Humana is in talks with private equity firms to buy Louisville-based home health care provider Kindred, according to The Wall Street Journal, which cited unnamed sources.

A deal could be announced as early as this week, a source told Reuters, though the Journal said that the deal could still fall apart.

Humana, a health insurance company and one of Louisville’s largest employers, has been the target of merger speculation for weeks. The company tried to merge this year with rival Aetna, but that deal was blocked on antitrust grounds.

Health care experts have told Insider that pressures toward consolidation in the industry remain strong: Insurance executives believe that their companies need to get bigger to have greater bargaining power to negotiate good deals with health care providers, such as hospital systems, which also have gotten bigger to counter the heft of the insurers.

Aetna now plans to merge with CVS, and a health insurance analyst said recently that Humana had taken steps that indicated it was preparing for a merger as well.

Humana sold its long-term care insurance business — a move that mirrored Aetna’s decision in October to sell its group life and disability insurance businesses — and cut 2,700 jobs to “trim the fat” in preparation for a bigger deal, Ana Gupte, an industry analyst at Leerink Partners, said, according to Modern Healthcare.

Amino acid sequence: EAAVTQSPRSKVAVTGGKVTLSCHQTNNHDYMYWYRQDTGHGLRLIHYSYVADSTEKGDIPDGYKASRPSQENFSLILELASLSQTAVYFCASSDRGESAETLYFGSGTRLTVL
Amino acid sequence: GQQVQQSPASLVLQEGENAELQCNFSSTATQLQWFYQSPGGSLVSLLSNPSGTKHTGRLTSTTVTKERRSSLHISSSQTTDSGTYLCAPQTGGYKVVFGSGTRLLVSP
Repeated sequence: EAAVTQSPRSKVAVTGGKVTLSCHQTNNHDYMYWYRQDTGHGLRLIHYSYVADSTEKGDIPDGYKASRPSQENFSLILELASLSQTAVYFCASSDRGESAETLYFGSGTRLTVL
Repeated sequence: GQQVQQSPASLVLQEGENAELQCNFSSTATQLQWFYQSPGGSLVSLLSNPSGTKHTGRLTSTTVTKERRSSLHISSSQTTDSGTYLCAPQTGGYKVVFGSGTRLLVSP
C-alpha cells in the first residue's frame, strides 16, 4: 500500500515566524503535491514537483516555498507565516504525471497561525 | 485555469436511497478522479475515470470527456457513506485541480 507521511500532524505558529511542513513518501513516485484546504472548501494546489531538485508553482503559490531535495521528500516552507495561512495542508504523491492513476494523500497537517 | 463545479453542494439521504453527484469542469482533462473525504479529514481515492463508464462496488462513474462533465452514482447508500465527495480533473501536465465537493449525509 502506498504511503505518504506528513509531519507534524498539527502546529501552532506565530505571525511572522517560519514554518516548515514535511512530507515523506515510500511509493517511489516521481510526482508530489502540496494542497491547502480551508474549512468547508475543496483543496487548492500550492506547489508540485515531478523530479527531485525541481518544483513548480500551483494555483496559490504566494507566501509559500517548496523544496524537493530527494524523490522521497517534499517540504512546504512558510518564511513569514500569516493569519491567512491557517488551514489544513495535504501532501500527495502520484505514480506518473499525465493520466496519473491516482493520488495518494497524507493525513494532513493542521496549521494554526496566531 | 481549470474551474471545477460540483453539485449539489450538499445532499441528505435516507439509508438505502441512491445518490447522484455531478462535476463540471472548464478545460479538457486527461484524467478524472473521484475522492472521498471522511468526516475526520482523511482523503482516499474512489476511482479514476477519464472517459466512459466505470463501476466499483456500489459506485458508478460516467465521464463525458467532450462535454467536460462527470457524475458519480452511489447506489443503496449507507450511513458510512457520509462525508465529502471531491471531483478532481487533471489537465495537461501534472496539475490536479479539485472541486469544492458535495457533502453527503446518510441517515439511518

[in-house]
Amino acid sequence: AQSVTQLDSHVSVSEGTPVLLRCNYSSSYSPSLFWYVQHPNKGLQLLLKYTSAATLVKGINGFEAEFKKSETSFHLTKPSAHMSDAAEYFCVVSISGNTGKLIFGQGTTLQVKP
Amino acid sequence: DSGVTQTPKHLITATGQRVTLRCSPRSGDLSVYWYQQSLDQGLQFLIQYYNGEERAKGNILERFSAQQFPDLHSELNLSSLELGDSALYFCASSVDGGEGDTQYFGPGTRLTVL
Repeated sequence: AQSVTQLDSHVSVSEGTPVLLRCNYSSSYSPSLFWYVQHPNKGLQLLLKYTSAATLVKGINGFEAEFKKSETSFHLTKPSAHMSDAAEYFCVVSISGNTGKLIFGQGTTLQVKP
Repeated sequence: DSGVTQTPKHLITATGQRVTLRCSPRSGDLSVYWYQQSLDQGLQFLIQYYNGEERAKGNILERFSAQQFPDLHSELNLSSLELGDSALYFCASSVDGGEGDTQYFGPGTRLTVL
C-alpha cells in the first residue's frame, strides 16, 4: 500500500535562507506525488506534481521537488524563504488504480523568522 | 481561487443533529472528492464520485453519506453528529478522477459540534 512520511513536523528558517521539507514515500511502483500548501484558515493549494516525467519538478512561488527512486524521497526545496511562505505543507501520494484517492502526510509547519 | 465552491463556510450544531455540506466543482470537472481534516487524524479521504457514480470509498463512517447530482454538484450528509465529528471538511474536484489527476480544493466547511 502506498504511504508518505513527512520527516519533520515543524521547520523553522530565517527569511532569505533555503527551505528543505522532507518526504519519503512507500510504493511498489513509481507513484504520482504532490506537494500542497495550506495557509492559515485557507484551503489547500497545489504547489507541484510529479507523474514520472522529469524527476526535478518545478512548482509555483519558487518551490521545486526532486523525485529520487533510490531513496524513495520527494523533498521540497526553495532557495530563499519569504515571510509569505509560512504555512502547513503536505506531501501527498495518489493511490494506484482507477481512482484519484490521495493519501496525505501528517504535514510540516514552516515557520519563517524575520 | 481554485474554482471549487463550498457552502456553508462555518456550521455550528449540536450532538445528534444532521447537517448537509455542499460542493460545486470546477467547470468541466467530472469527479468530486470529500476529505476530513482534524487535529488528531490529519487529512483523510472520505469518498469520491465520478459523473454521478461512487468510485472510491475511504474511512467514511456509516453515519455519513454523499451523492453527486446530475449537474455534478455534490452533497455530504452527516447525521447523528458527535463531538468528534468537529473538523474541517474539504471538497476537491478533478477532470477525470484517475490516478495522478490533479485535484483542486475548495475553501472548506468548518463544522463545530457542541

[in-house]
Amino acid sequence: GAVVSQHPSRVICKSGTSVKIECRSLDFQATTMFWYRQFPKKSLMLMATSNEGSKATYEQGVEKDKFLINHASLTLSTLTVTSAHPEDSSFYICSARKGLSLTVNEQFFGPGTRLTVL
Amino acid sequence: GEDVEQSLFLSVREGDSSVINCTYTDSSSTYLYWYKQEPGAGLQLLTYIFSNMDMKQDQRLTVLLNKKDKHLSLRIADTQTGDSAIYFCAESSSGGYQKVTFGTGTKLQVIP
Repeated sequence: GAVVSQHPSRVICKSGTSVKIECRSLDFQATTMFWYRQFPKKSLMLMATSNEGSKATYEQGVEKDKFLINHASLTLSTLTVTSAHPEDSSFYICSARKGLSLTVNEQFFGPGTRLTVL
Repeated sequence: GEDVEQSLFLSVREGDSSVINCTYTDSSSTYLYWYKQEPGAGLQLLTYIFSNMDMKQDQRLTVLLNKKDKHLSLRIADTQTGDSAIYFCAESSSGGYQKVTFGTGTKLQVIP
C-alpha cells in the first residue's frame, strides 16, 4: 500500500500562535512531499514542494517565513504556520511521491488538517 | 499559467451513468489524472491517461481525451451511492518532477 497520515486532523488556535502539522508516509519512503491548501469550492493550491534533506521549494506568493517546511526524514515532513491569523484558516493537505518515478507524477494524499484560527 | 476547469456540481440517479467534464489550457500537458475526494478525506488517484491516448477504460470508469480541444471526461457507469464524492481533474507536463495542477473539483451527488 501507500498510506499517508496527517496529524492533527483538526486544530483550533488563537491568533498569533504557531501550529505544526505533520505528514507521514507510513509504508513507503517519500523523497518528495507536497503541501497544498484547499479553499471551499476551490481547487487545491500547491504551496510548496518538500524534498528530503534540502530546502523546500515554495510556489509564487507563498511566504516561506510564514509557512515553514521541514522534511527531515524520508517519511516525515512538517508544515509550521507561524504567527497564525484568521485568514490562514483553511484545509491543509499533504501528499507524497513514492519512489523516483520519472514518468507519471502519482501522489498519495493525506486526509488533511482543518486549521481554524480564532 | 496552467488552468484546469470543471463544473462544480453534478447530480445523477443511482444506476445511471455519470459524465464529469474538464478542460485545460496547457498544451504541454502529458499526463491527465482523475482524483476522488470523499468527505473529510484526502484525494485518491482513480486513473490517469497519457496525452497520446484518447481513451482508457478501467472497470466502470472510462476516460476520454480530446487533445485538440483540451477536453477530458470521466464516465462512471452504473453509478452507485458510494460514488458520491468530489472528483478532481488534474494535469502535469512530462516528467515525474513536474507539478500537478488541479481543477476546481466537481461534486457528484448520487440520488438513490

In late November, Humana took steps to pay its executives millions of dollars in a “change of control” event, fueling more merger speculation.

Kindred, too, is nearing the end of a process to change its business model: The company said this month that it had sold 80 skilled nursing facilities and five assisted living facilities for $658 million to a joint venture involving New York-based hedge fund BlueMountain Capital Management.

According to the WSJ, the complex deal would involve Humana and private equity firms Welsh, Carson, Anderson & Stowe and TPG taking over Kindred’s home and hospice divisions, while the private equity firms would control Kindred’s facility-focused businesses, which include long-term acute-care hospitals and rehabilitation centers.

Sources told the Journal that the deal would value Kindred at $9 per share, 40 cents higher than Friday’s closing price.

Humana and Kindred could not be immediately reached.

Boris Ladwig is a reporter with more than 20 years of experience and has won awards from multiple journalism organizations in Indiana and Kentucky for feature series, news, First Amendment/community affairs, nondeadline news, criminal justice, business and investigative reporting. As part of The (Columbus, Indiana) Republic’s staff, he also won the Kent Cooper award, the top honor given by the Associated Press Managing Editors for the best overall news writing in the state. A graduate of Indiana State University, he is a soccer aficionado (Borussia Dortmund and 1. FC Köln), singer and travel enthusiast who has visited countries on five continents. He speaks fluent German, rudimentary French and bits of Spanish, Italian, Khmer and Mandarin.


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